Saturday, September 29, 2012

House Held Up By Trees

Submitted by Ms. Melissa!
Driving down our quiet country roads, it isn’t rare to come across an old, abandoned farm house. Sometimes you’ll see them in the middle of a field, surrounded by trees. In fact, sometimes it looks as though the house is being held up by trees. In the book House Held Up By Trees by Ted Kooser, with illustrations by Jon Klassen, you’ll learn about the life cycle of a house: how it was built to become a home, a place where people once lived, learned, and grew. In time the people changed and moved away. The house remained. Sometimes, old houses are bought and remodeled, redecorated, made new. Sometimes they sit, alone, abandoned to become part of the landscape, to become a house held up by trees. The next time you drive past an abandoned building, encourage imaginative thought by asking your child who may have lived there, what colors they painted the walls, etc. Then ask if they think anything lives there now? A possum family, maybe? See this book listed in our catalog

Friday, September 28, 2012

The Very Greedy Bee

Submitted by Ms. Tammy!
The Very Greedy Bee by Steve Smallman. All the bees work hard making honey and cleaning the hive, except the very greedy bee. He spends all his time gobbling up pollen and guzzling nectar, refusing to share with anyone. One day the very greedy bee finds a meadow full of flowers and decides not to tell anyone so he can keep it all for himself. The greedy bee whizzes from flower to flower, slurping and burping, growing fatter and fatter, until at last his tummy is full. After a nap the greedy bee tries to fly home, but is too heavy to fly, and falls to the ground! Alone and scared, two fireflies and some ants help to get him home safe. The greedy bee invites everyone to enjoy a midnight feast of yummy, runny honey. See this book listed in our catalog

Monday, September 24, 2012

Good News Bad News

Submitted by Ms. Tess!
Using only 4 words, Jeff Mack tells a fabulous story of two good friends, with very divergent world views, in Good News Bad News. If there were a glass in this story, Rabbit would think it's half full, and Mouse would think it's half empty! "Good news!" Rabbit proclaims, presenting a picnic basket to Mouse. "Bad news!" Mouse grumbles as it starts to rain. But "Good news!" Rabbit has brought an umbrella! Oh "Bad news!" The wind has picked up and threatens to blow the umbrella (and Mouse) away! The story continues in this way, as Murphy's Law seems to plague the pair, Rabbit ever optimistic that things will get better, Mouse pointing out way after way things can only get worse. When I read this book for the first time I wondered will Mouse eventfully crush Rabbit's cheery perspective? Or will he learn to embrace Rabbit's joyful philosophy? I was happy with the ending, and think you will be too! Check out Good News Bad News today and remember to always look on the bright side of life! See this book listed in our catalog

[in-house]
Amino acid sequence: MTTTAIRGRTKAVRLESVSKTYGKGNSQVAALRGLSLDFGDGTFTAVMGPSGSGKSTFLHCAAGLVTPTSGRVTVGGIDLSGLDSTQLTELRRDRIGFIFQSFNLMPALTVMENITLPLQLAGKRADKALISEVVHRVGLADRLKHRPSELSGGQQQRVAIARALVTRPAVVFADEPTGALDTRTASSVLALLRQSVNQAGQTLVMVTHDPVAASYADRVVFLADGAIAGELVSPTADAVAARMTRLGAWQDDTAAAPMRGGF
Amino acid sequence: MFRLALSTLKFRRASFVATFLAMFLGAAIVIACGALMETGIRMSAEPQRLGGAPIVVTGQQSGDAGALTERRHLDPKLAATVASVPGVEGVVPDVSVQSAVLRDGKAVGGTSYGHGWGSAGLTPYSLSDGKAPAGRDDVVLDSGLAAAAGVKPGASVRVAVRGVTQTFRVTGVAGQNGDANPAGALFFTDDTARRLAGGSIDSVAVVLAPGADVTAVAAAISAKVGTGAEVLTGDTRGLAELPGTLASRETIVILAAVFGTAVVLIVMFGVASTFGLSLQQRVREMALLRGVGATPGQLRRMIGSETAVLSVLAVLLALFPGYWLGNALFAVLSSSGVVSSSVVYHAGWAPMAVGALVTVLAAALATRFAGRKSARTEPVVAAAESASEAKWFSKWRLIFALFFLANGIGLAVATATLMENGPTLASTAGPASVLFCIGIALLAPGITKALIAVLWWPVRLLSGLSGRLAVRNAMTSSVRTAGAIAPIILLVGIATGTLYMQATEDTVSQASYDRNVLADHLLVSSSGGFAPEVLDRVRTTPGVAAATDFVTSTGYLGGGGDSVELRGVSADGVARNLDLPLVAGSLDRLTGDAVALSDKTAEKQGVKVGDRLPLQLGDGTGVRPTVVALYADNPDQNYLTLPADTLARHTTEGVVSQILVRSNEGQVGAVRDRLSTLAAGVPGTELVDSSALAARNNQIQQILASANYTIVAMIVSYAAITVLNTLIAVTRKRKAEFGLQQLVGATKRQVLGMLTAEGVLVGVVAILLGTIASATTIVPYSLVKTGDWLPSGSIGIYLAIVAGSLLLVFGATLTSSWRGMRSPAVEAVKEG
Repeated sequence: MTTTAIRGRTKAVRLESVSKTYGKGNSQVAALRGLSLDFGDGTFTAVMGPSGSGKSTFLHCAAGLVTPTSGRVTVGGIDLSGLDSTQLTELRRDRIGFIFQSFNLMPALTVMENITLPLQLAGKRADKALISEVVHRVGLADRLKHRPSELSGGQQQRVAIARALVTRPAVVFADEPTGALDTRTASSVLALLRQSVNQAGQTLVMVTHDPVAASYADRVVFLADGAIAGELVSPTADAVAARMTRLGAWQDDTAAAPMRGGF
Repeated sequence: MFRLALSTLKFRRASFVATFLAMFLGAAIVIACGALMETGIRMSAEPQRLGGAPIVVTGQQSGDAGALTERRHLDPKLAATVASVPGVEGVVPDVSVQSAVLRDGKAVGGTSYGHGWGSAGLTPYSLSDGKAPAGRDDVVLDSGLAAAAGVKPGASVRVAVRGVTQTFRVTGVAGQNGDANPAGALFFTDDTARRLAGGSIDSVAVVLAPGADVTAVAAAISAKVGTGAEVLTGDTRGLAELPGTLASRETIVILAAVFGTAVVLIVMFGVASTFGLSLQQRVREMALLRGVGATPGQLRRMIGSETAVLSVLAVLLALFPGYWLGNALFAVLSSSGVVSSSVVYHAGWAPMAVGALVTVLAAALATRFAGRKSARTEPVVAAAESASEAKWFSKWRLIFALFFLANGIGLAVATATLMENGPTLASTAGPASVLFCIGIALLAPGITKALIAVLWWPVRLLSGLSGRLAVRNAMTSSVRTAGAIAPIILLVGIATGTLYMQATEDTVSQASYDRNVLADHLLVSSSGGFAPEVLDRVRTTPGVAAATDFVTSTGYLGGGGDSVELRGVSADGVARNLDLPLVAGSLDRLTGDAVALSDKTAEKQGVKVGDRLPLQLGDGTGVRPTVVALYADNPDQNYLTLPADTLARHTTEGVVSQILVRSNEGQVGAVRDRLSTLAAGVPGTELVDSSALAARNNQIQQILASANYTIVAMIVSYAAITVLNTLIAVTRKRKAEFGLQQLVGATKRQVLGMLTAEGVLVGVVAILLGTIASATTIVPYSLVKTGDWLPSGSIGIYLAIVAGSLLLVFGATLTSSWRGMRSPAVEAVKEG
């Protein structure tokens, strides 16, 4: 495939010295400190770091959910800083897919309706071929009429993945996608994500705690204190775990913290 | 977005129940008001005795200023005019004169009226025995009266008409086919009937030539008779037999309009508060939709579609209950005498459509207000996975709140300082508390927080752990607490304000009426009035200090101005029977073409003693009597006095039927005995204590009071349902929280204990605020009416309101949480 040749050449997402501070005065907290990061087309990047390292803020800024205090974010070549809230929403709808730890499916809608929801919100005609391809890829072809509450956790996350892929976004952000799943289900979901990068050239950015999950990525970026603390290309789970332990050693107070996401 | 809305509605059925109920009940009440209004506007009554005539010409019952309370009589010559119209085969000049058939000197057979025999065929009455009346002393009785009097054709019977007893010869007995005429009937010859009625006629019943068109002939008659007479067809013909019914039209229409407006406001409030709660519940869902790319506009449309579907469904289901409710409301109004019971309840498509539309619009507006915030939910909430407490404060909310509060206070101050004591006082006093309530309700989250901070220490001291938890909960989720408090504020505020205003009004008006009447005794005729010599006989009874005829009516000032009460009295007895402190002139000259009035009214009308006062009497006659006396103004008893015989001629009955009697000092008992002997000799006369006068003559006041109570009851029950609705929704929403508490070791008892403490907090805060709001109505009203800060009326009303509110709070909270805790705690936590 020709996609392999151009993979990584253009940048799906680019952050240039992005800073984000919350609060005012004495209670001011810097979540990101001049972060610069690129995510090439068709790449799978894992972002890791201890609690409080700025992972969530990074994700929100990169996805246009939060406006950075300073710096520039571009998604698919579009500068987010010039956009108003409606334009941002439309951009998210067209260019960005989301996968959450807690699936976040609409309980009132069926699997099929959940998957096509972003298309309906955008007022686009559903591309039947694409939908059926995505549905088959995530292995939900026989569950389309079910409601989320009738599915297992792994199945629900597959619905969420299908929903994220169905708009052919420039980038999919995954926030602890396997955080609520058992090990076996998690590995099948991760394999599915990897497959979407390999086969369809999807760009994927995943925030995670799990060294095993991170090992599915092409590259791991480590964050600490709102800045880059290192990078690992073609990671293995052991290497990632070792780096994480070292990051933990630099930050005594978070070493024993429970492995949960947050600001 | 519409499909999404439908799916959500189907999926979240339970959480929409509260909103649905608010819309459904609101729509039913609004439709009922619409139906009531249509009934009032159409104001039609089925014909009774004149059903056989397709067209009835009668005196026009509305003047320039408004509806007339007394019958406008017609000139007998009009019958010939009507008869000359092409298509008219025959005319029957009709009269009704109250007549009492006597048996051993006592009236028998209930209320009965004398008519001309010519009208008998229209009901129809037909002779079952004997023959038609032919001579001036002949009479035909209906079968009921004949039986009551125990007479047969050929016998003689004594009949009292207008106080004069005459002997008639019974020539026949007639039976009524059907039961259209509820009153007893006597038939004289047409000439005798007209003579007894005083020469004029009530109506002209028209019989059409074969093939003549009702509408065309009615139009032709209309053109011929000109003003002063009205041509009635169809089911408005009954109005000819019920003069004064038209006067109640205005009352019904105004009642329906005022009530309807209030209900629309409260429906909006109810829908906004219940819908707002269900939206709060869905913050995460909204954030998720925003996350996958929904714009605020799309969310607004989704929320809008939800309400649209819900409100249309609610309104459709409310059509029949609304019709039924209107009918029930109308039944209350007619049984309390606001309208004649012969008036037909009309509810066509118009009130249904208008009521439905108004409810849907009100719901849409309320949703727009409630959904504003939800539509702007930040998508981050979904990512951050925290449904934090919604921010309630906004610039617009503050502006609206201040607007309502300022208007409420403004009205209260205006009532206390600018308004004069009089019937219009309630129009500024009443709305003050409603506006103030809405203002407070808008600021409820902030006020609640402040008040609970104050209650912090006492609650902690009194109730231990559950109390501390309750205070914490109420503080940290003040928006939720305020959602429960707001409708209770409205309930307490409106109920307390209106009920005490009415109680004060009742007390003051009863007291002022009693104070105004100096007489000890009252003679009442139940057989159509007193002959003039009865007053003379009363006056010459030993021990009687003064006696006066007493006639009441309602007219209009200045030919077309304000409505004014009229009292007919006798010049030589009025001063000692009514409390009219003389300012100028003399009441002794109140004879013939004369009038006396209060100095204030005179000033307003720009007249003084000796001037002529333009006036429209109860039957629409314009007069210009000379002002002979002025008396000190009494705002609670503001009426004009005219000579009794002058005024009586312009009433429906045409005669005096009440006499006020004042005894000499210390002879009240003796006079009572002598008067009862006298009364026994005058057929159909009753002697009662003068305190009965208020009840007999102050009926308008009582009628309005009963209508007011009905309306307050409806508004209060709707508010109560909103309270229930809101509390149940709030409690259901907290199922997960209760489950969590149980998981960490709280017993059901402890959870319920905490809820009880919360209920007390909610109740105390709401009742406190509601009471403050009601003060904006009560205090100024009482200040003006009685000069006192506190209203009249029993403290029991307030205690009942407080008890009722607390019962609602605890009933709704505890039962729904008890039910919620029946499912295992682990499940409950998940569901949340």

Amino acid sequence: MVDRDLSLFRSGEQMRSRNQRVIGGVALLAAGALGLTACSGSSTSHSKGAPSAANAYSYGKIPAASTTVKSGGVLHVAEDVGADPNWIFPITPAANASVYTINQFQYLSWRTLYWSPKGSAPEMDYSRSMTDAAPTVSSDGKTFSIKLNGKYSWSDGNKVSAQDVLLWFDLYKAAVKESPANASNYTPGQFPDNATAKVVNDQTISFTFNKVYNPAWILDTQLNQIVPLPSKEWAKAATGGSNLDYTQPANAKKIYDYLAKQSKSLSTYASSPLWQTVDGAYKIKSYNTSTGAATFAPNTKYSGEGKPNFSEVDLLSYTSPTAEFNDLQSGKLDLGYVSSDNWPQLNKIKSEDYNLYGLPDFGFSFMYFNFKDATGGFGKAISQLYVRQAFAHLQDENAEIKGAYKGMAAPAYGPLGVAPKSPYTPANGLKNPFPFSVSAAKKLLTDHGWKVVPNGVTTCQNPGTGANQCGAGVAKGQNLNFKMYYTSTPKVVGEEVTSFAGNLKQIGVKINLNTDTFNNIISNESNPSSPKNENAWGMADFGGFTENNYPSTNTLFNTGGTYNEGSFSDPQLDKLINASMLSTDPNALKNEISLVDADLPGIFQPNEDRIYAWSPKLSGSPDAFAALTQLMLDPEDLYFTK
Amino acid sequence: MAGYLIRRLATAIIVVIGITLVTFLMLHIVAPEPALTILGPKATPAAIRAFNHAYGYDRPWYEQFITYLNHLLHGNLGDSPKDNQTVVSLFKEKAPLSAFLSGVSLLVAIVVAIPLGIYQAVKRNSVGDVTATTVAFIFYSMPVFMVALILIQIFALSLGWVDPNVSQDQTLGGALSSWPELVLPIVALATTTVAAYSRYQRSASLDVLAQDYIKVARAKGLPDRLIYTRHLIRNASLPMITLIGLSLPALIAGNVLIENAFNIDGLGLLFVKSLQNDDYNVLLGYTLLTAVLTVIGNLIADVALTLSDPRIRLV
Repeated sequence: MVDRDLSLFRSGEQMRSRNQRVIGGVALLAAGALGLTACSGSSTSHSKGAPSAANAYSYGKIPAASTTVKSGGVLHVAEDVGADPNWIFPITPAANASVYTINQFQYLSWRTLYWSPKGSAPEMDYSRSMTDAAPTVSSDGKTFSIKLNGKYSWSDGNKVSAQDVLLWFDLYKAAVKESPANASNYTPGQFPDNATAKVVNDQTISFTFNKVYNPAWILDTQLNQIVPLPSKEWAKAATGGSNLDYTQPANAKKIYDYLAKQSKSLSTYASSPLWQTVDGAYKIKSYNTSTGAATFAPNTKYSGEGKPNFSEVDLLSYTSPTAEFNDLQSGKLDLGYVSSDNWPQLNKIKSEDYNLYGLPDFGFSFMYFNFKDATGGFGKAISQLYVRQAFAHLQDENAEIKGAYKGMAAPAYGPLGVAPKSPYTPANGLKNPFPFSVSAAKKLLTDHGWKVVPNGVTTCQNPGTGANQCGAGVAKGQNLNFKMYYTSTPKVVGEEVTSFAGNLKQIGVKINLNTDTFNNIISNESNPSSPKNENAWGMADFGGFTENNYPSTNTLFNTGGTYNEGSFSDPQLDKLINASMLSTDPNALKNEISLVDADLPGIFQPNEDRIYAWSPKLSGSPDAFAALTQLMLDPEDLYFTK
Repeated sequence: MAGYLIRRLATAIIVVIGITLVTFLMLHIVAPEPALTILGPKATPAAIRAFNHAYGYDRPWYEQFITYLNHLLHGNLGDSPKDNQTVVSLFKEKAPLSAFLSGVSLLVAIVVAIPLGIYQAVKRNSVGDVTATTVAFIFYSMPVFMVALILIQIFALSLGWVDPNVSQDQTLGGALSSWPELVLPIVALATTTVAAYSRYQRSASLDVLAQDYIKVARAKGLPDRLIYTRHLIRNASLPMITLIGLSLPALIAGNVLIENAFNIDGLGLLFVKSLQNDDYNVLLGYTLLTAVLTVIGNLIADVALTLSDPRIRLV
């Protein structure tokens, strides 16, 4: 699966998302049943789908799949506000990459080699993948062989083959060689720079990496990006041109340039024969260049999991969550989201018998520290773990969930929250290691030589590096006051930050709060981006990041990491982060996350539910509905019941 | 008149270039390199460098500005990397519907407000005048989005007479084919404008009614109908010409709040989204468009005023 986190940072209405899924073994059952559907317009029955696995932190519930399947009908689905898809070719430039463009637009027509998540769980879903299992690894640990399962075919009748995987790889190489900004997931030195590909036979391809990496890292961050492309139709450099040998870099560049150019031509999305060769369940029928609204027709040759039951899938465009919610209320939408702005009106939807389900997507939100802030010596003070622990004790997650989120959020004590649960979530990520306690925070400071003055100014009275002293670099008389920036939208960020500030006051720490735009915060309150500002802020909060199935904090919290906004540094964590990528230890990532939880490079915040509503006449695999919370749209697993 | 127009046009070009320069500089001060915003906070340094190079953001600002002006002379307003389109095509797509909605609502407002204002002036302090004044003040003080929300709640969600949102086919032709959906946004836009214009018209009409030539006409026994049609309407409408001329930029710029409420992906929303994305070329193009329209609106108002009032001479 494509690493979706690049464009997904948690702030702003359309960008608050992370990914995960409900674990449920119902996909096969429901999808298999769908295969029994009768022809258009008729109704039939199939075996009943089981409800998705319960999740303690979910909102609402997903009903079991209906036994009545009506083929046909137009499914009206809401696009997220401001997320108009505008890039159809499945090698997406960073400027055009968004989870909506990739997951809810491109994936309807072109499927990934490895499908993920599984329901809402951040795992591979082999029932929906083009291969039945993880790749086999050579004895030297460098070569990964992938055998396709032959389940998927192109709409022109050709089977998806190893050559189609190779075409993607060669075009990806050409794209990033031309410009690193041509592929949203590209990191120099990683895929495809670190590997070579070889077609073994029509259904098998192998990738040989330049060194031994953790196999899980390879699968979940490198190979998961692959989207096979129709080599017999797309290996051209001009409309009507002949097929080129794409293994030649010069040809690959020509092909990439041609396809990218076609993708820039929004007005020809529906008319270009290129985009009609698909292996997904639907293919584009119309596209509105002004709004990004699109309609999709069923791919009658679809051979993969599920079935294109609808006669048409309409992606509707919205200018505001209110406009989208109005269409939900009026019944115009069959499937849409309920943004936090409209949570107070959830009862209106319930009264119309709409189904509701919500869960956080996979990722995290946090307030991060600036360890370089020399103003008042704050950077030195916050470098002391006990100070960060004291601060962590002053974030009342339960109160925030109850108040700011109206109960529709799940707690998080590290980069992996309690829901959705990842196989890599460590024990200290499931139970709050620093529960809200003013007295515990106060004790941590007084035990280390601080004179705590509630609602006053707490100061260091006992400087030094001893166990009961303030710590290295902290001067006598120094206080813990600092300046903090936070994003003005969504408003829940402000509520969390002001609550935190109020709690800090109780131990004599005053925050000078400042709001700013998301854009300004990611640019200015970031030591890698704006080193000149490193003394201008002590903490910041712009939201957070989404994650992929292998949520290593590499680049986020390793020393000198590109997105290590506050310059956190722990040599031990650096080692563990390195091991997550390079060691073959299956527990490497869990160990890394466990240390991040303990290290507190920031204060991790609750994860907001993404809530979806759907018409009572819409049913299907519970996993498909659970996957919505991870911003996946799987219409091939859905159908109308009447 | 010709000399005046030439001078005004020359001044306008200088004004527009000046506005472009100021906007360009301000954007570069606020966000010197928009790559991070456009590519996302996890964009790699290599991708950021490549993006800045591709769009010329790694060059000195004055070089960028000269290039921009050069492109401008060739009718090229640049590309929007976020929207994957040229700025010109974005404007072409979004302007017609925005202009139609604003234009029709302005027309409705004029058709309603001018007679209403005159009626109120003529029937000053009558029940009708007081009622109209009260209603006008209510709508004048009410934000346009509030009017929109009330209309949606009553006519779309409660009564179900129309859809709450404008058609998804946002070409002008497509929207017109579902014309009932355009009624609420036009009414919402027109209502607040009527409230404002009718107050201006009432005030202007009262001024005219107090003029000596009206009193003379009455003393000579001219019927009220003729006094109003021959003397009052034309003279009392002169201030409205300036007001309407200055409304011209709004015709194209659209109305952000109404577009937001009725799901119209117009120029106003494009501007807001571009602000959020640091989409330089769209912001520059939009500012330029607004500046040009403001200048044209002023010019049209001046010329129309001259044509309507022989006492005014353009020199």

Friday, September 21, 2012

Olivia and the Fairy Princesses

Submitted by Ms. Amanda!
Ian Falconer has done it again! He has told a hilarious tale featuring the ever loveable Olivia! In Olivia and the Fairy Princesses Olivia is depressed. Olivia does not want to be like everyone else, she does not want to fit in, and she does not want to be a fairy princess. Everyone wants to be a fairy princess. At birthday parties, dance class, and school her friends always want to be fairy princesses, even some of the boys! “Why is it always a pink princess?” Olivia wonders. Why not a princess from Africa, Thailand, or even China? Olivia has had it with princesses. She thinks perhaps she could be a nurse, or a reporter, or maybe she could adopt orphans from all over the world. Then it hits her: Olivia will not be a princess… she will be Queen! This is a great picture book to teach little ones to be themselves. It is OK to be different and to dream big! Who else shares Olivia’s dream? I know I do! See this book listed in our catalog

Wednesday, September 19, 2012

How I Became a Pirate

Submitted by Ms. Jill!
Celebrate International Talk Like a Pirate Day with How I Became a Pirate by Melinda Long, illustrated by David Shannon!

See this book listed in our catalog

Monday, September 17, 2012

Rain Brings Frogs

Submitted by Ms. Tammy!
In Rain Brings Frogs: A Little Book of Hope by Maryann Cocca-Leffler, a young man named Nate helps readers to see things through optimistic eyes. As the rain pours over his mother’s umbrella, she says, "I hate rain," and Nate replies, "Rain brings frogs!" In the kitchen, Ben hovers over a huge banana split, insisting he doesn’t have enough to share, while Nate, holding a small cone, holds it out to share with the dog. As his sister cries about how ugly her hat and scarf, are Nate happily embraces the warmth of the clothing. At the end of the swimming race, Casey is upset she came in second place, Nate is happy he finished the race, coming in 5th place. This book encourages children and adults to have a optimistic view on life. See this book listed in our catalog